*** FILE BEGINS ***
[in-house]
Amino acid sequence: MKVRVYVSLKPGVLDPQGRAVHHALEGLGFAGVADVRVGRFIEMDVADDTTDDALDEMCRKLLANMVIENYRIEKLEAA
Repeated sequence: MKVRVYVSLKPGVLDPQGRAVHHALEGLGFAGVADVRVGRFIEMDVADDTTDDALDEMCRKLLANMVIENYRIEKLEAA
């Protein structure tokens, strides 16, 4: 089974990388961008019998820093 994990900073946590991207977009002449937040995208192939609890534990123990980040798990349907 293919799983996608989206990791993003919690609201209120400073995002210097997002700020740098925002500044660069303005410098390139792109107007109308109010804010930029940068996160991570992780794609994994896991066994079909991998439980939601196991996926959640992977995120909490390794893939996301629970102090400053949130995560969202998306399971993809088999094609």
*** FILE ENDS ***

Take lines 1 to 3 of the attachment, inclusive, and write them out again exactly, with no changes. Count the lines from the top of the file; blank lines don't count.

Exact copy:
[in-house]
Amino acid sequence: MKVRVYVSLKPGVLDPQGRAVHHALEGLGFAGVADVRVGRFIEMDVADDTTDDALDEMCRKLLANMVIENYRIEKLEAA
Repeated sequence: MKVRVYVSLKPGVLDPQGRAVHHALEGLGFAGVADVRVGRFIEMDVADDTTDDALDEMCRKLLANMVIENYRIEKLEAA